In light of this and other issues, the present specification discloses methods and systems for the management of network traffic from mobile devices without having to examine the packets of data for a logical address. Particularly, the methods and systems described herein provide mechanisms for forwarding traffic from a mobile client device on a foreign network back to the home network associated with that mobile client.

According to certain illustrative examples, when a mobile client device connects to a network, a network element of that network will determine whether that mobile client device is foreign to that network. A network element is a physical computing device that includes hardware and software used for managing the flow of network traffic on a particular network. Examples of a network element may include a router, switch, or access point. A mobile client device that is foreign to the network means that the home network of that mobile client is not the same network to which it is connecting.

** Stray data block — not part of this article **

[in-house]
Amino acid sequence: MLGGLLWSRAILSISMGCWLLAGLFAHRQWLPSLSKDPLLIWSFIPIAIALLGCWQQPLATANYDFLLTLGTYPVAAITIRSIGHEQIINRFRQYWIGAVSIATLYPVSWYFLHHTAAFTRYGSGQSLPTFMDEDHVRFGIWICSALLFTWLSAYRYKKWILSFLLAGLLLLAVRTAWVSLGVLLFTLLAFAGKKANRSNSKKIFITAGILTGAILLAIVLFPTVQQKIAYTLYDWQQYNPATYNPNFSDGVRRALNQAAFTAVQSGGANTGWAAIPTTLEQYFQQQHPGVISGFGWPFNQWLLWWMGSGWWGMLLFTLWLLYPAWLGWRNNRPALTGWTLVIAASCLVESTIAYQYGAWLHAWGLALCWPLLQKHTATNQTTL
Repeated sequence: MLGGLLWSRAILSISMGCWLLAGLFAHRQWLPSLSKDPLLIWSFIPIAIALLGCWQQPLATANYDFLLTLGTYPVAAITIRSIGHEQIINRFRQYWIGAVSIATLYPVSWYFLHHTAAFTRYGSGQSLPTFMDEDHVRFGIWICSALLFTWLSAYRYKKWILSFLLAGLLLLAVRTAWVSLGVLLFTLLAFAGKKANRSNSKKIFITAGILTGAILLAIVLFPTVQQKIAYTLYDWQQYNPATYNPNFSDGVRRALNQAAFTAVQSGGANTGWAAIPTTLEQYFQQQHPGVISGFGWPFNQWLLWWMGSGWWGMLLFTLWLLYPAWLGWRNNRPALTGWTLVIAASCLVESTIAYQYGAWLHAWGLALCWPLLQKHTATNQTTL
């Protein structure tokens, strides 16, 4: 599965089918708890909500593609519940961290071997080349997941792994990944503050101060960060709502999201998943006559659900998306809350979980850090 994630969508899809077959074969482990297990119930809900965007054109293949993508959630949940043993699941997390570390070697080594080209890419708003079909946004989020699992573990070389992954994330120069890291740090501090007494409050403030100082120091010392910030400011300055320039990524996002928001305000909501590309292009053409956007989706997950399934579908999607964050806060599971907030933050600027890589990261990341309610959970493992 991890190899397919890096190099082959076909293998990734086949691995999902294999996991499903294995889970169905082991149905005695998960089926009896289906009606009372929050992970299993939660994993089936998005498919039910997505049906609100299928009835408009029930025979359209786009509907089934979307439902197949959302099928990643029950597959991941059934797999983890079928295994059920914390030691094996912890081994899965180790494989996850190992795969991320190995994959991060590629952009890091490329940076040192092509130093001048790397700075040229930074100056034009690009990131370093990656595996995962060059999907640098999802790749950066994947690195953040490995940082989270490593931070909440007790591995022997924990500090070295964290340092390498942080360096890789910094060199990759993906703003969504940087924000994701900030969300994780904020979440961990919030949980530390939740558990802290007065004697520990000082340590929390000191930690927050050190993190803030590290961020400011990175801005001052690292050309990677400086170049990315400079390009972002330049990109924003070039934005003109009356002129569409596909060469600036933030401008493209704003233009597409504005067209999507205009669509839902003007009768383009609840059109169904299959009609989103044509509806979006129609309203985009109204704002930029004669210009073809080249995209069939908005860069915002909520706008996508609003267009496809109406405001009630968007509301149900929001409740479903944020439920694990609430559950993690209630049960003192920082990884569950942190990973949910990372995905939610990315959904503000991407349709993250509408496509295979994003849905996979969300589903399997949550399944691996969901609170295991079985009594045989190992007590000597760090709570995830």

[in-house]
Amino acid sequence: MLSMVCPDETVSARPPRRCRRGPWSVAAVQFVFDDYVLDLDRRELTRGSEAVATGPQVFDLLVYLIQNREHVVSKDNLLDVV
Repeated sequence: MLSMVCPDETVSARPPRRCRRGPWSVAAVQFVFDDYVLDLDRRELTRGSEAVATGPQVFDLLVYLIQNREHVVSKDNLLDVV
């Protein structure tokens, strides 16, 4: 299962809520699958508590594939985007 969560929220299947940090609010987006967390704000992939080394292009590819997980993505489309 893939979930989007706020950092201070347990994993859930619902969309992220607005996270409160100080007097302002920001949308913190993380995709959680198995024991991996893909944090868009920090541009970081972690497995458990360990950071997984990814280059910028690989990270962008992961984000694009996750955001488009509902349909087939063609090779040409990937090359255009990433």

The network element may determine whether a mobile client connected to the network is foreign through a variety of techniques. For example, the home network of the mobile client may be determined by authenticating the mobile client through a Remote Access Dial-In User Service (RADIUS) server. Through the authentication process, the network element can receive information about the mobile client including the home network of that mobile client. Additionally or alternatively, the home network of a mobile client device may be determined based on a Service Set Identifier (SSID) provided by the client device. A more detailed description of how a RADIUS server or an SSID indicate the home network of a mobile client device will be discussed in more detail below.